JDH – By playing 9 notes in a single beat?!

BB – Of course, it is virtuosic. It is skilful. But the idea that people weren’t skilled then is appalling!

JDH – I didn’t mean that.  No, no.  What I meant was, if you’re going to be skillful, and you’re standing trying to get the troops to rally to the chieftain under threat, why would you say to yourself, “Okay, wasn’t that a lovely siubhal! What’s next?  Oh yes, how about a lovely taorluath…And now on to the crunluath…”

What you’d be doing is playing a damn song and getting people to hear you.  Sure, you may be capable of doing that sort of complex and finer stuff, but a battlefield doesn’t strike me as being a context that seems acoustically relevant to the finer movements.  You’d be playing the damn notes trying to get people to recognize the song they are supposed to know as a signal to do something.

BB – Wait a minute!  You don’t need to play the material we have with that frame of mind.  What I’m suggesting is that you play the same material with a fundamentally different frame of mind.  I think you find a new way of playing it by putting yourself into that position: vividly imagining a historical context that has faded.

So, I disagree with you.  I think the music is supremely crafted to  have an emotional, physiological impact upon those within earshot.  I think that is how the tripling and crunnludh movements evolved and I believe that the music we have inherited is fit for purpose, I really do.

I think it’s time to start getting more nuanced about the different genres of pibroch and to try to distinguish the particular emotional effect that each genre had in the distant past. Look, pibroch today is more homogenized, the genre distinctions are muddied because the different contexts that shaped them are long dead. As a result, pibroch is now one genre among other genres of piping. That’s the obstacle we have, intellectually.

If we can see the whole of pibroch as a spectrum and start looking within that spectrum for the contrasts, rather than discarding anything that doesn’t fit the modern environment as inferior, then it is my hypothesis that we’ll find each genre actually evolved to serve those individual functions of the remote past very well.

JDH – I’m skeptical of this: there is an acoustical luxuriousness of some of the movements and variations that would have made them irrelevant in specific contexts.  I’m not talking about performance ability, nor creativity, but it seems to be that the subtlety of the movements would have been lost in the winds and over the battlecries of the warriors on the field

We see this, we know this, from World War I.  The pipers went up and over the trenches and marched out into the fields and nobody could hear a damn thing.  Not one damn thing.  The pipes were drowned out by the gunpowder and explosions and cries of terror and slaughter, completely drowned out.  The tunes were immediately made irrelevant. People just saw the piper march, and followed behind.  Now, that’s quite an act of bravery, but I can’t see how that leant itself to developing the art?

I’m not suggesting that performing these pieces with a particular genre setting in mind wouldn’t bring a new interpretive idea to it.  I’m just skeptical that the fullness of pibroch that we see today may have had a relevance to the particular mundane tasks that we are speaking of.

BB –  I think the only way to move forward here is by taking an experimental archaeological approach.  It is only through actual full-scale, serious experimentation and reconstruction that you can draw any conclusions. A wonderful example is the Greek trireme, the Olympias project.  I was overjoyed to find in the library the final report, and it’s full of data relevant to galley piping.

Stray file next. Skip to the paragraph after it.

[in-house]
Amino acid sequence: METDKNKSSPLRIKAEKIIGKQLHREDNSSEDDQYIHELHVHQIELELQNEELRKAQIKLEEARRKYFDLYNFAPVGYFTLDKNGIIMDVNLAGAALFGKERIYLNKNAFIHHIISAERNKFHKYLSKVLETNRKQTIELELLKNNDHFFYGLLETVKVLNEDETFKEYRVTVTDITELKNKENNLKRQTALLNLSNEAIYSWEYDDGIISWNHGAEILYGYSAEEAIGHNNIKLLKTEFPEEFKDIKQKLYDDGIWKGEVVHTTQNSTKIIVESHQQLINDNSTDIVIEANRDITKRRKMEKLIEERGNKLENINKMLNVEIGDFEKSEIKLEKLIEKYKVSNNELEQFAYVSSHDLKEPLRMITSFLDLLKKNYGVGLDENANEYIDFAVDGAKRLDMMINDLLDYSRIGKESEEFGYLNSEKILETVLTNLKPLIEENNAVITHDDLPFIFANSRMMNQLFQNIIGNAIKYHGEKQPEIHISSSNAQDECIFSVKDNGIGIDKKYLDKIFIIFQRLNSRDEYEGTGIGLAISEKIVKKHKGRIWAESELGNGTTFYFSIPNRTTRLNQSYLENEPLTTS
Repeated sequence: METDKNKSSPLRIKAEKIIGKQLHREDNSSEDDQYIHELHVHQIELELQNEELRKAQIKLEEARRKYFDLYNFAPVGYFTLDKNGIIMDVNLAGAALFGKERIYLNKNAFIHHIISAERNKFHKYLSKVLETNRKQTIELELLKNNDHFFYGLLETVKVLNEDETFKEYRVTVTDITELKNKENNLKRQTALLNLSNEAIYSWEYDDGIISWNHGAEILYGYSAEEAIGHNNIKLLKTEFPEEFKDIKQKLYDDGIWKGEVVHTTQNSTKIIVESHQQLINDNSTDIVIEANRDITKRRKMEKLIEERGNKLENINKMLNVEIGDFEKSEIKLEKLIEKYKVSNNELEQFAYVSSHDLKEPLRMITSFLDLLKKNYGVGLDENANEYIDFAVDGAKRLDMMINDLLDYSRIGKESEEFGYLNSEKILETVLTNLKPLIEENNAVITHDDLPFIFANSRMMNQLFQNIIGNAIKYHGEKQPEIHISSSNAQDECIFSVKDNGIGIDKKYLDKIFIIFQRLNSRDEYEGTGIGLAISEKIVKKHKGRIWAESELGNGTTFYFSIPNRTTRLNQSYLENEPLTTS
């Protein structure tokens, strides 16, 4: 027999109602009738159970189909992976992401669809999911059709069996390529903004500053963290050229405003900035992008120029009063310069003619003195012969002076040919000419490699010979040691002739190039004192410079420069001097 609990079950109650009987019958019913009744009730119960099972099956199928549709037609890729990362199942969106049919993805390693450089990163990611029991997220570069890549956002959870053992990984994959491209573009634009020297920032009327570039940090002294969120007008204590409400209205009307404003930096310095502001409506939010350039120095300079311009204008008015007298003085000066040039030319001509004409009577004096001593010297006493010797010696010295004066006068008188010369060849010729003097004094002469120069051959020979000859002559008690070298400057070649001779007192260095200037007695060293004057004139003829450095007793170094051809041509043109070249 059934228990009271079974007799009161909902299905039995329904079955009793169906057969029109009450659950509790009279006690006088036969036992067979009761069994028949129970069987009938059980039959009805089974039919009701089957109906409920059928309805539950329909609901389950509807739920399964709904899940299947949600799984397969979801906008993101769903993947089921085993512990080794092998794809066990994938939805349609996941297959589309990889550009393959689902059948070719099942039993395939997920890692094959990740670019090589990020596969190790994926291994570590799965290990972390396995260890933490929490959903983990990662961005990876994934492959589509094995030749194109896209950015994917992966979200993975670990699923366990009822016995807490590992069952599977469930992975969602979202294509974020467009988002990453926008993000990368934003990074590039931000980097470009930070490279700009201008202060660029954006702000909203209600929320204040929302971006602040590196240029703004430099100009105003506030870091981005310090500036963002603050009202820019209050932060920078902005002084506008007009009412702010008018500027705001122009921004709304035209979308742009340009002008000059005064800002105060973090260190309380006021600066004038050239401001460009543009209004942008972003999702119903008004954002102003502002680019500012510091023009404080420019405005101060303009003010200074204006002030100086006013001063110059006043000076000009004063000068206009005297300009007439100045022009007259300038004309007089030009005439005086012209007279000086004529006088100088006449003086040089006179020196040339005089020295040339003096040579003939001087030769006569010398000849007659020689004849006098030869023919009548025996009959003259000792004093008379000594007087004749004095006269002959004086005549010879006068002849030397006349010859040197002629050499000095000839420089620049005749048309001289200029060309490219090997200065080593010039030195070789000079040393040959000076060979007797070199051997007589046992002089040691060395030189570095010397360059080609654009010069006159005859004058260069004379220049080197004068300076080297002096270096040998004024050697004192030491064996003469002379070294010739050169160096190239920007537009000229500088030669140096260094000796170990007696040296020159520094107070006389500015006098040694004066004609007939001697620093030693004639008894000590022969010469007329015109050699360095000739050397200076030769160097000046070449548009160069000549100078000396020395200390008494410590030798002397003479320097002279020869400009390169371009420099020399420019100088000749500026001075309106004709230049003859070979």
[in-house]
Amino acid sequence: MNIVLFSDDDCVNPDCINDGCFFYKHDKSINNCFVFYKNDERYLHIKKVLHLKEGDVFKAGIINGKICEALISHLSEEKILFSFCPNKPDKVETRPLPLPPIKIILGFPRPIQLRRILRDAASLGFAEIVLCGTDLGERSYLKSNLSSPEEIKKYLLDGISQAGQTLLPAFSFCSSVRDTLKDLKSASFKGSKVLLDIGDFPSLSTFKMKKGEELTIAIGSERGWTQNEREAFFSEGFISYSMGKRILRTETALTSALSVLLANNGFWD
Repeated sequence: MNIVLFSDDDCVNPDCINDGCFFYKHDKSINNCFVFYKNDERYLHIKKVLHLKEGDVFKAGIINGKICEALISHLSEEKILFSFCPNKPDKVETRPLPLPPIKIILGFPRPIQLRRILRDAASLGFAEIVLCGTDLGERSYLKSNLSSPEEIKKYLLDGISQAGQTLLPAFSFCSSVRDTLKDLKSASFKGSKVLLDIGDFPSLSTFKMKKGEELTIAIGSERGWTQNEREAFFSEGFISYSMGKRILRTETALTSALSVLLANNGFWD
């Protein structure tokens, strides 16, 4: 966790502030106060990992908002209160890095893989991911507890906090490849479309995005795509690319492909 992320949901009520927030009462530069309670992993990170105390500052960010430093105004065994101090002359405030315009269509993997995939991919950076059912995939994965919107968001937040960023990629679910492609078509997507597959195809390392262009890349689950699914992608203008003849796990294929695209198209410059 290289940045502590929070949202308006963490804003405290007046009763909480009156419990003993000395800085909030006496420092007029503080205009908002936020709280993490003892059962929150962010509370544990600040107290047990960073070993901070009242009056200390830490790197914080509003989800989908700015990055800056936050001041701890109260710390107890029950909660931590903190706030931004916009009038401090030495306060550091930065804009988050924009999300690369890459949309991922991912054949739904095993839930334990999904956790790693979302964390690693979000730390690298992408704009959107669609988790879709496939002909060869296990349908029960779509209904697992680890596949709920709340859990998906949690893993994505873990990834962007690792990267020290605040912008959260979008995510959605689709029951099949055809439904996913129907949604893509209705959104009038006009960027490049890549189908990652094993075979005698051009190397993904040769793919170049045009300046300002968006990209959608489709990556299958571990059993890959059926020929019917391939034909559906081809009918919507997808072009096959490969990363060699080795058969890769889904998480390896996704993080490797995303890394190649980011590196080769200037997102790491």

Here we are, Trireme Olympias: The Final Report, edited by Boris Rankov.  I’m looking at page 49 of a report of the 1994 sea trials of the trireme Olympias. Now, I’m not saying the a Greek trireme from the 5th century BC has the same oar lengths or the same properties as a 16th-century Highland galley, but what we have in this table is a series of stroke rates.  This is what I was looking for: what speed did they play on the boat?

The stroke rates for cruising vary from 30 to 38 strokes per minute.  That gives us a tempo range that has a far more scientific basis than “Adagio” or “Andante” or “Very Slow”.  Now, crucial here is oar length.  In this particular publication, they make recommendations for a future reconstruction based on the knowledge generated by the first attempt.

In an earlier report by Morrison, Coates and Rankov (The Athenian Trireme, Second Edition, Cambridge University Press, 2000) they made some fascinating observations relevant to pibroch. The relevant bits are around page 250, where they talk about the experience of calling and how essential it was at lower stroke rates for every stroke to be called, because otherwise it fell apart. I find it interesting that you didn’t need calling when racing, when you were about to ram an enemy ship: in these bursts, once you got up into the high 30s or 40s, you no longer needed a human voice or piper to call the stroke.  The rhythm of the crew takes over, infects, is self-sustaining.  It’s the long-distance rowing, when people were falling asleep with fatigue or boredom, that’s when the piper was required.

The greatest dangers are boredom, sleep and distraction. Heavens, if you are on the open sea and there’s no wind, and you want to get home to Isla after trading in France or Spain, you’ve got to row!  

Sadly, they didn’t have pipers for the trireme project that were capable of piping for rowing.  They tried some musicians, but concluded that musical ability wasn’t desirable! They preferred a player who was a good rower, because the trained musicians just didn’t get it.  They would end up with weight of the boat being taken at one end, rather than all oarsmen equally pulling their weight: the helm rowers would complain that they were doing all the work.